- Duration of the study
- Level of precision you wish to have from the results
- Design of the sampling frame and viability to maintain the frame

**1.1 Simple Random sampling: **

Here, as the name suggests, we pick the sample, at random. There is no pattern, and it’s a purely random selection. For instance, you wanted to survey vaccination uptake. You could put 100 names of all eligible people in a hat and pull out a few to sample them. For instance, in machine learning, when you split your data into a training set and a test set you use the principle of simple random sampling.

Let’s look at the two subtypes of simple random sampling:

Here, in a sample size N, you select an element of the population and return it to the population. This implies that each element of the population could theoretically be selected more than once. Each time we select an individual, we have the whole selected population available to select from. Typically, when the population itself is small, we use this technique.

**1.1.2 Simple random sampling without replacement**

Here, once you select an individual from the population, you don’t return it. With each passing selection, the available population decreases by 1. This also implies that for a sample size N, we repeat the selection process N times. When the population size is large, we go for this without-replacement method of simple random sampling.

**1.2** **Stratified random sampling**

When we have supplemental information available to aid with the sample design, we can consider using stratified random sampling. As the name suggests, we divide the population into strata or groups based on certain characteristics by which we can identify the groups. Now, we select the elements from these groups to create a sample. This way, we can ensure the representation of the overall population. These subgroups are formed based on attributes like a particular age group, gender, occupation. If your population has a lot of variation, you want to use stratified random sampling.

For instance, suppose the government wants feedback on a new education policy they are going to pursue. It will not be sufficient to survey only the stakeholders of government schools, which might be easier to accomplish. The sample would need representation from all strata on which the policy might have implications like private, semi-private, minority, international schools, in addition to government schools.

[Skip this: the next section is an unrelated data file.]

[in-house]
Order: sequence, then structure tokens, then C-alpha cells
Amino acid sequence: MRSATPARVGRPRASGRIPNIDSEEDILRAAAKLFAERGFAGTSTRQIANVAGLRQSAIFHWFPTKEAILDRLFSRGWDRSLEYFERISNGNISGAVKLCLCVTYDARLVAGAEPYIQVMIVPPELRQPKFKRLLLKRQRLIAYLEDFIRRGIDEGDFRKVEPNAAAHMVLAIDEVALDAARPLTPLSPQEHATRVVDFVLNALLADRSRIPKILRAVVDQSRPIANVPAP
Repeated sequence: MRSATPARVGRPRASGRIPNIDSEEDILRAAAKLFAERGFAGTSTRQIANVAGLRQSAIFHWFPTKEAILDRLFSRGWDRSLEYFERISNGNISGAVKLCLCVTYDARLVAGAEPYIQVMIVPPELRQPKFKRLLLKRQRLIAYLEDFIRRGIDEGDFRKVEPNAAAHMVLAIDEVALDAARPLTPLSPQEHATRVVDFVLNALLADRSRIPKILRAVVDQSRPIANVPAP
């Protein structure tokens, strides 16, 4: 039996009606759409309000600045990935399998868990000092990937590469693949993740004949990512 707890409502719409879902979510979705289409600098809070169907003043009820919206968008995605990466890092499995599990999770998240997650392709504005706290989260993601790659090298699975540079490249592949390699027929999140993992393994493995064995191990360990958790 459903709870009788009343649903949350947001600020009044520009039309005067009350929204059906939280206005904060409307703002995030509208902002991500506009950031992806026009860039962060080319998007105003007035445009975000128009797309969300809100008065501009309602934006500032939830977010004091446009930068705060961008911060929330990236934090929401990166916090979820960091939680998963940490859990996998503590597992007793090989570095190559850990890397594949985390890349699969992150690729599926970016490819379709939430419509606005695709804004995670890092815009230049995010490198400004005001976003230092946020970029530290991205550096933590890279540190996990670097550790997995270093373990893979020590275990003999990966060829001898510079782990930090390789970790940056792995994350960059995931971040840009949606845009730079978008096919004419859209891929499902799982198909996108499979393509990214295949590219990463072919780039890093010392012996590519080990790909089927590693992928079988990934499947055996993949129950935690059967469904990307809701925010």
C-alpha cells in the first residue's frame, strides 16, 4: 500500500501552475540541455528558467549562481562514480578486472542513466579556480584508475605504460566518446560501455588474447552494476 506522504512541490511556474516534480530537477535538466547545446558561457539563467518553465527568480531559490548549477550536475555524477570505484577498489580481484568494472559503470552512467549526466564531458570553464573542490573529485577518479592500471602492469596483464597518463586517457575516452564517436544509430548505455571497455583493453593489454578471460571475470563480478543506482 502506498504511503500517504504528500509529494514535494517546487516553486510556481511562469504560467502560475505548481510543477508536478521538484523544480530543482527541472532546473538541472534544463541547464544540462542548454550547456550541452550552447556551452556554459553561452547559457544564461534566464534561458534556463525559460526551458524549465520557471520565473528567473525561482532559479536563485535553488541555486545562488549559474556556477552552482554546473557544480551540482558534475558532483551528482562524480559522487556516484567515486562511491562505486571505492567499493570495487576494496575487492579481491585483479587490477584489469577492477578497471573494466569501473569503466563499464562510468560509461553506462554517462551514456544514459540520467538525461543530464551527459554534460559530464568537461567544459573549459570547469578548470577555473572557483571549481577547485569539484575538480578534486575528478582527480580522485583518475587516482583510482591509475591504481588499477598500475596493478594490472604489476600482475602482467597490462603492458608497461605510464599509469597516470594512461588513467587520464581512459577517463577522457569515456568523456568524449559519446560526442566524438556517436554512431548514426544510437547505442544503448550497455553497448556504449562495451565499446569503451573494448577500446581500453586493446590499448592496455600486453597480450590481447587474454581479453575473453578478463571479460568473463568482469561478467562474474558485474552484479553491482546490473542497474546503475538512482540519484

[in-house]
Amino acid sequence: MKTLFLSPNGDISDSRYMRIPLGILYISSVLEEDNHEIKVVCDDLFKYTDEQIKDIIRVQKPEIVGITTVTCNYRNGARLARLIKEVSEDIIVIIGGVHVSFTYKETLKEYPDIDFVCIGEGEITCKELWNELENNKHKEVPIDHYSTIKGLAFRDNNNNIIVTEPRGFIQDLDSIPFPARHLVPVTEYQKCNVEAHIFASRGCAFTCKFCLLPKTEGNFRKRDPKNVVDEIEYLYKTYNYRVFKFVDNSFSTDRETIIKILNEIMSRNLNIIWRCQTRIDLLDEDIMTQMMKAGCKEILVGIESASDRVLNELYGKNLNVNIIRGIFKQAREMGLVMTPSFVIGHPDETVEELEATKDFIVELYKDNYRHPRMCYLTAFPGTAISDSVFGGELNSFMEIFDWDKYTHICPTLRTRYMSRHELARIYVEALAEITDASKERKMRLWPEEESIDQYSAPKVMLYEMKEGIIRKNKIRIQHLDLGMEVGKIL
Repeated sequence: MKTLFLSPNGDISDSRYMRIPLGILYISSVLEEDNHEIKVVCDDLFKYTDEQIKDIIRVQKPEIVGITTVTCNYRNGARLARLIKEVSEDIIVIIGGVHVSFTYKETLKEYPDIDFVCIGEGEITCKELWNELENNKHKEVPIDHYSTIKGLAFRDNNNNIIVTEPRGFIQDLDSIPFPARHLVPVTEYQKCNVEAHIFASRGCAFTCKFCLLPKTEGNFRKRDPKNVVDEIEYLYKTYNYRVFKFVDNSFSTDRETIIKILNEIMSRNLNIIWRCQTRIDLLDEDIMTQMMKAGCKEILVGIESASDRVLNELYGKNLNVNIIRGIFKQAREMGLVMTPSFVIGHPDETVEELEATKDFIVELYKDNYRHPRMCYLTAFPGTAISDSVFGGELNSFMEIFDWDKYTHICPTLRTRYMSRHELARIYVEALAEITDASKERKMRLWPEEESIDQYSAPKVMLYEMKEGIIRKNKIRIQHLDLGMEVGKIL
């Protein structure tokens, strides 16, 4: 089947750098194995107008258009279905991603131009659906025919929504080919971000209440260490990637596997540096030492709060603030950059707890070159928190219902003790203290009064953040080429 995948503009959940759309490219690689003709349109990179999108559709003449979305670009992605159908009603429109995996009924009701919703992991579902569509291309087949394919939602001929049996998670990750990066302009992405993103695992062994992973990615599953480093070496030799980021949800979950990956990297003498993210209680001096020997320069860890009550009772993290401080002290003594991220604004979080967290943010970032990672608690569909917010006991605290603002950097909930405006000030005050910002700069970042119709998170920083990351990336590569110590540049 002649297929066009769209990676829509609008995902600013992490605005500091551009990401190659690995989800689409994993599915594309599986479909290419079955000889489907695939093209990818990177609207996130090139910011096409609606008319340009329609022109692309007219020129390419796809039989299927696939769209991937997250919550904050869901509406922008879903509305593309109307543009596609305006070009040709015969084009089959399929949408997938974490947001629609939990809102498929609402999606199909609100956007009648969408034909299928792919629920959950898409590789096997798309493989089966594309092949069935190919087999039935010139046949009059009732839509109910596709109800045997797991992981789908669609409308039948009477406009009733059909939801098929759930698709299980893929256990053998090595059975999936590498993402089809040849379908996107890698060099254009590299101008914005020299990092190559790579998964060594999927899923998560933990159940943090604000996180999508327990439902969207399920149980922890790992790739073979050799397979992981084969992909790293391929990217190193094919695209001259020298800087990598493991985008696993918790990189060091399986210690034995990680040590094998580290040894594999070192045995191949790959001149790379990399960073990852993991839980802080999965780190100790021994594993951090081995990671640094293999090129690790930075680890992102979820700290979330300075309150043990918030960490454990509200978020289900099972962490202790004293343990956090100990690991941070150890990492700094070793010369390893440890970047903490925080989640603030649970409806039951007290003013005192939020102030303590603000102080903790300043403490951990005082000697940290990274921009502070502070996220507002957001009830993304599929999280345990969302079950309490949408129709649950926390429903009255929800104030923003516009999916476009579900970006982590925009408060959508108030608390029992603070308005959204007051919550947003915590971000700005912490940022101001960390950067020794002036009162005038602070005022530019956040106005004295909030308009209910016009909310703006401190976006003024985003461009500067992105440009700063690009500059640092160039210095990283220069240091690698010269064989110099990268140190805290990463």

We have three types of stratified random sampling:

**1.2.1** **Proportionate Stratified Random Sampling**

Here, we divide each stratum in proportion to its representation in the whole population under study. For instance.

**1.2.2** **Disproportionate Stratified Random Sampling**

In disproportionate stratified random sampling, we do not go by sampling fraction. The intent here is to ensure that all groups in the population find representation in the sample, irrespective of the proportion of their representation in the population.

**1.2.3 ****Optimal stratified sampling**

In optimal stratified sampling, we form groups in the proportion to the standard deviation of the observations. This is also known as Neyman optimal allocation. The allocation becomes optimal as it considers the size of strata as well as variability within the population.

**1.3** **Cluster sampling**

In this, first, we divide the population into clusters. Next, we pick a random sample of these clusters to form our sample. If your subjects are sporadic, spread over a large geographical area, cluster sampling can save your time and be more prudent financially. Here are the stages of cluster sampling:

1. Sampling frame – Choose your grouping, like the geographical region in the sampling frame.

2. Tag each cluster with a number.

3. Perform a random selection of these clusters.

**Stratified random sampling vs cluster sampling**

Before we cover the next probabilistic sampling technique, let’s understand the difference between stratified random sampling and cluster sampling. In stratified random sampling, first, we use common characteristics to divide the whole population into strata and next we select elements from each stratum. In clustering, we divide the whole population into clusters and then randomly pick clusters to form a sample and not elements within clusters.

**1.4 ****Systematic sampling**

The last probabilistic technique is systematic sampling. Here, we start at a certain point in the population and keep selecting elements at a regular, fixed interval. In statistical terminology, we essentially select every k-th element, also known as the sampling interval, in the population.

For instance, when you are checking for quality control or auditing, you extensively deploy systematic sampling. It is not feasible to test the quality of all the products or accounting entries. By deploying systematic sampling, you get a strong sample on which you can base your inferences about the population.

In this kind of sampling, we intentionally do not assign importance to each element in the population having an equal chance of being picked up in the sample.

**2.1 ****Quota sampling**

In this, we divide the population into quotas that represent the population, and this forms the basis of the elements we select in the sample. This might look similar to random sampling, but the important difference is that we first divide the population into fixed quotas. From these fixed quotas, we select the sample. Quota could be something like all males above 20 or children between 12 and 18 years of age. Using quota sampling saves time and resources and is a quick way to get the study started.

**2.2 ****Snowball sampling**